Book #22 was The Likeness by Tana French, the second book in her Dublin Murder Squad series. The back of the book reads:
The haunting follow up to the Edgar Award-winning debut In the Woods
Tana French astonished critics and readers alike with her mesmerizing debut novel, In the Woods. Now both French and Detective Cassie Maddox return to unravel a case even more sinister and enigmatic than the first. Six months after the events of In the Woods, an urgent telephone call beckons Cassie to a grisly crime scene. The victim looks exactly like Cassie and carries ID identifying herself as Alexandra Madison, an alias Cassie once used. Suddenly, Cassie must discover not only who killed this girl, but, more importantly, who is this girl? A disturbing tale of shifting identities, The Likeness firmly establishes Tana French as an important voice in suspense fiction.
When I first found out that The Likeness would feature Cassie as the main character, I admit I was a bit disappointed. "But I don’t care about Cassie!" I whined. "I want to know what happens with Rob!" It took no more than a chapter for me to realize how wrong I was.
The premise of the novel is unusual but intriguing. What are the chances that a girl will turn up dead that not only looks like she could be your sister, but is using an identity that you made up? Cassie is originally resistant to the idea that she take Lexie’s place and step into her life in order to find out who her killer was, but it doesn’t take much to convince her. She’s just been biding her time in Domestic Violence since the end of In the Woods, and the spice has been sucked from her life. The trick is, pretending to be someone who existed, someone with friends and responsibilities and a life, is a whole lot different than pretending to be someone entirely new.
When I think about it, I haven’t read many books that feature undercover work, and that’s a shame. I thought it was exhilarating, not only for Cassie but for the reader. It raises the suspense level like nothing else, because the most innocuous situation could become a disaster with just one wrong word. Her housemates are wonderfully written, almost maddening in their peculiarities, and you know right away that there is something beneath the surface that you’re not seeing. The only question is, how serious is it?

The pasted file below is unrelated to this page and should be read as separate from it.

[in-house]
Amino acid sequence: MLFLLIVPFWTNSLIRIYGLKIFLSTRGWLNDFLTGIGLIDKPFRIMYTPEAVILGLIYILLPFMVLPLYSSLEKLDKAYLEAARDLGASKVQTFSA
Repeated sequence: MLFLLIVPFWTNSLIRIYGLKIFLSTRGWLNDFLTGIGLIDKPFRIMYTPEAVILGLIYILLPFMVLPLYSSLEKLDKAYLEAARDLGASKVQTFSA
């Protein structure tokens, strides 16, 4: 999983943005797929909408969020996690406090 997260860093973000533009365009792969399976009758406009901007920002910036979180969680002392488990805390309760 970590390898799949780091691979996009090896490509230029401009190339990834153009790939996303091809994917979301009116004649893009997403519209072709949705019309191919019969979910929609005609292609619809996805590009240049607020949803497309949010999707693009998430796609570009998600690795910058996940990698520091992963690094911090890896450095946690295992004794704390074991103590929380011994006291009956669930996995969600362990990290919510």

There are a lot of ghosts in this story. Lexie haunts not only Cassie, but her housemates, even though they think she’s still alive. There’s the ghost of the past haunting a village that’s trying to deal with the animosity it feels towards those that once lorded over them. And even Rob is a ghost. He’s not dead, but he might as well be as far as Cassie is concerned. The events of In the Woods continue to hang over her like a storm cloud. But I’d rather it be that way than for her to pretend like the previous events never occurred.
I do have to confess that at least some of my love for this book is due to the stellar audiobook production. Heather O’Neill’s narration could not be more perfect. Her gentle Irish brogue pulls you along like a song you can’t stop yourself from singing. She even made the distinction between country and city accents obvious to these untrained ears. I wish the next book wasn’t about Frank!
I’m pretty stingy with my 5-star ratings nowadays, but this deserves nothing less.
#304 ~ The Likeness : literatehousewife.com
Tana French – The Likeness « Fyrefly’s Book Blog
Book Review: The Likeness by Tana French « The Book Whisperer
Review of “The Likeness” by Tana French « Rhapsody in Books Weblog
The Likeness by Tana French « Book Addiction
Audiobook length: 22 hrs 30 min | Approximate word count: 139,800 (’11 total: 2,074,352)
2010: The Seventh Commandment (Lawrence Sanders)
2009: Dead to the World (Charlaine Harris)
2008: Living Dead in Dallas (Charlaine Harris)
2007: A Death in Belmont (Sebastian Junger)
2006: A Long Way Down (Nick Hornby)
2005: The Bastard (John Jakes)